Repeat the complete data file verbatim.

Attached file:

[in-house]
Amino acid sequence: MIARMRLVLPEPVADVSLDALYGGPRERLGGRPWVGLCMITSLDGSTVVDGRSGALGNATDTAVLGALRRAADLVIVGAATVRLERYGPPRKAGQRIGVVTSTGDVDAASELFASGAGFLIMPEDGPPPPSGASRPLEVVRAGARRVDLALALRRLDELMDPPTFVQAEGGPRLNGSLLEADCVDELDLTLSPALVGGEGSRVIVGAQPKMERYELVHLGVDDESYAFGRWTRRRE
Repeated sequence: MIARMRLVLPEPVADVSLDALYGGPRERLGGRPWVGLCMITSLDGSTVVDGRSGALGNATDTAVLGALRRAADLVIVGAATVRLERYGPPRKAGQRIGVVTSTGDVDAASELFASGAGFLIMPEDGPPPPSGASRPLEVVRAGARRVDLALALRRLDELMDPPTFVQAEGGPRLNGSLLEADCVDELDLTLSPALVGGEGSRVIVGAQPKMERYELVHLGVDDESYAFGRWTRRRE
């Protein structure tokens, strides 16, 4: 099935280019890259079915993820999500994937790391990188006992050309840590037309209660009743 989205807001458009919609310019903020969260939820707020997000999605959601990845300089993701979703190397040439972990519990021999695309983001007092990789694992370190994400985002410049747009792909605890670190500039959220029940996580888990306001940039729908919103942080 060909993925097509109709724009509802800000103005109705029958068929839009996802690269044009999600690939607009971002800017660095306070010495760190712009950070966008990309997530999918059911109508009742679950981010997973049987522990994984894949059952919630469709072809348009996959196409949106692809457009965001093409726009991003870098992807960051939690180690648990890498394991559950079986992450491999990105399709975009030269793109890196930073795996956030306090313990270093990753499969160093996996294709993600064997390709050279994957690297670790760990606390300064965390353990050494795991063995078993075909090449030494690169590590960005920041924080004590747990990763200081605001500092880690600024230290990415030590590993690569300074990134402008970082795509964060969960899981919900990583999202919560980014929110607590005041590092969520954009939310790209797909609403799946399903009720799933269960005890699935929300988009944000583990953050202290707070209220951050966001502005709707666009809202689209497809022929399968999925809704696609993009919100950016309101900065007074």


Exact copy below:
[in-house]
Amino acid sequence: MIARMRLVLPEPVADVSLDALYGGPRERLGGRPWVGLCMITSLDGSTVVDGRSGALGNATDTAVLGALRRAADLVIVGAATVRLERYGPPRKAGQRIGVVTSTGDVDAASELFASGAGFLIMPEDGPPPPSGASRPLEVVRAGARRVDLALALRRLDELMDPPTFVQAEGGPRLNGSLLEADCVDELDLTLSPALVGGEGSRVIVGAQPKMERYELVHLGVDDESYAFGRWTRRRE
Repeated sequence: MIARMRLVLPEPVADVSLDALYGGPRERLGGRPWVGLCMITSLDGSTVVDGRSGALGNATDTAVLGALRRAADLVIVGAATVRLERYGPPRKAGQRIGVVTSTGDVDAASELFASGAGFLIMPEDGPPPPSGASRPLEVVRAGARRVDLALALRRLDELMDPPTFVQAEGGPRLNGSLLEADCVDELDLTLSPALVGGEGSRVIVGAQPKMERYELVHLGVDDESYAFGRWTRRRE
């Protein structure tokens, strides 16, 4: 099935280019890259079915993820999500994937790391990188006992050309840590037309209660009743 989205807001458009919609310019903020969260939820707020997000999605959601990845300089993701979703190397040439972990519990021999695309983001007092990789694992370190994400985002410049747009792909605890670190500039959220029940996580888990306001940039729908919103942080 060909993925097509109709724009509802800000103005109705029958068929839009996802690269044009999600690939607009971002800017660095306070010495760190712009950070966008990309997530999918059911109508009742679950981010997973049987522990994984894949059952919630469709072809348009996959196409949106692809457009965001093409726009991003870098992807960051939690180690648990890498394991559950079986992450491999990105399709975009030269793109890196930073795996956030306090313990270093990753499969160093996996294709993600064997390709050279994957690297670790760990606390300064965390353990050494795991063995078993075909090449030494690169590590960005920041924080004590747990990763200081605001500092880690600024230290990415030590590993690569300074990134402008970082795509964060969960899981919900990583999202919560980014929110607590005041590092969520954009939310790209797909609403799946399903009720799933269960005890699935929300988009944000583990953050202290707070209220951050966001502005709707666009809202689209497809022929399968999925809704696609993009919100950016309101900065007074």